• The emergence of the BJP as a powerful force in Indian politics in early 1990s also removed some hesitations about Israel.


Aftermath of the Establishment of Full India-Israel Diplomatic Relations

  • Palestinian President’s India Visit
    • On January 19-20, 1992, Palestinian President Arafat paid an official visit to India.
    • During his meeting with PM P V Narsimha Rao, he was told that India’s establishment of a diplomatic relationship with Israel would be helpful for the Palestinian cause.
    • India could exert influence on Israel only if it had an ambassador in Tel Aviv and Arafat came on board.
  • Israel’s Military Assistance to India During Kargil War
    • The establishing of full diplomatic ties with Israel was extremely helpful during the Kargil conflict in 1999.
    • The Indian Air Force desperately needed precision target bombs as Pakistani intruders were hiding in caves and bunkers atop mountains in Kargil.
    • The IAF reached out to their Israeli counterparts, who wasted no time.
    • Israel dug into their emergency stockpiles and shipped the weapons to India, which proved to be decisive in the hour of need.
  • High Level Official Visits from India to Israel
    • After Kargil war, the Vajpayee government sent the then foreign minister for the first bilateral visit in 2000.
    • Subsequently, home minister visited Israel in the summer of 2000, followed by more high-profile visits.


India-Israel Relations Under the Current Indian Leadership

  • Much More Visible Relationship
    • After the PM Modi came to power, there has been much more visibility to the India-Israel relationship.
    • During Modi’s visit to Israel in 2017 — the first Prime Ministerial visithe skipped the customary stop at Palestine, which was the norm with previous ministerial visits.
  • A Balanced Foreign Policy
    • The government had been quite careful about setting up Israel’s visit.
    • Foreign Ministry made sure that the PM visited Saudi Arabia, Iran, Qatar, UAE all regional rivals of Israel between 2014 and 2017, before the trip to Israel. 
    • In the last decade or so, ties have deepened in security, defence, and connectivity with Israel, but at the same time India has partners in West Asia — Saudi Arabia, Egypt, Qatar and Iran.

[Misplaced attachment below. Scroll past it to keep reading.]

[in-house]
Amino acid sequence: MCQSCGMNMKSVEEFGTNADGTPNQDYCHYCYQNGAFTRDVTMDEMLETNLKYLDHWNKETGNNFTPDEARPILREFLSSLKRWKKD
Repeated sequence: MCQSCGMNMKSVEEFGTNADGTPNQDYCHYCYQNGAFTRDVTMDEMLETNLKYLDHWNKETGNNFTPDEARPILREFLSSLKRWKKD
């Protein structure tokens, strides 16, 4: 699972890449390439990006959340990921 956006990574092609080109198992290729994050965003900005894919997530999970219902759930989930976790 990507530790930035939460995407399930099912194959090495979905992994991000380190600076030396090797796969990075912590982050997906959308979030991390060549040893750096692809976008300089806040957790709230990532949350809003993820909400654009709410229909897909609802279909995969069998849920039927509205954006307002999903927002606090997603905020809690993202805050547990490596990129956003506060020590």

• The Indian strategic approach to engage with all sides in the complex West Asian region is born out of necessity.
    • There are 90 lakh-strong Indian community in the region and more than 50% of India’s energy imports are sourced from West Asia.
  • A Complete Dehyphenation of India-Israel-Palestine Ties
    • India hosted Palestinian President Mahmoud Abbas in May 2017. In all public pronouncements, foreign ministry officials-maintained India’s position on its support towards the Palestinian cause.
    • The PM later visited Palestine in February 2018, but did not visit Israel and it achieved a complete dehyphenation of the ties.



  • A series of horrifying surprise attacks on Israel over the weekend puts India in a diplomatic tight spot.
  • This is because the current hostility tests the Abraham Accords and the efforts towards rapprochement between Saudi Arabia and Israel, which held the promise of reshaping age-old fault-lines in the Middle East.
  • India was hoping to reap the dividends of the newfound peace in the region.


Q1) What is HAMAS?

Hamas has a membership of between 20,000 and 25,000, according to the U.S. government, and was founded in 1987 as an offshoot of the Egyptian Muslim Brotherhood. It rejects Israel's right to exist and is dedicated instead to the creation of a Palestinian country in the region.

The group has both socio-political and military functions and receives crucial support and weapons from Iran. It is one of several organisations vying for influence over Palestinians in the decadeslong conflict over their future since the modern state of Israel was created in what had been Mandatory Palestine.


Q2) What is the I2U2 initiative?

The I2U2 initiative is a new grouping of India, Israel, USA and UAE. In the grouping’s name, ‘I2’ stands for India and Israel, whereas ‘U2’ stands for USA and the UAE. This is a great achievement which tells the geopolitical changes that happen in the region. This will not only revitalise and re-energize the system of alliances and partnerships around the world, but also stitch together partnerships that did not exist previously or were not utilised to their full extent.

Source: The Indian Express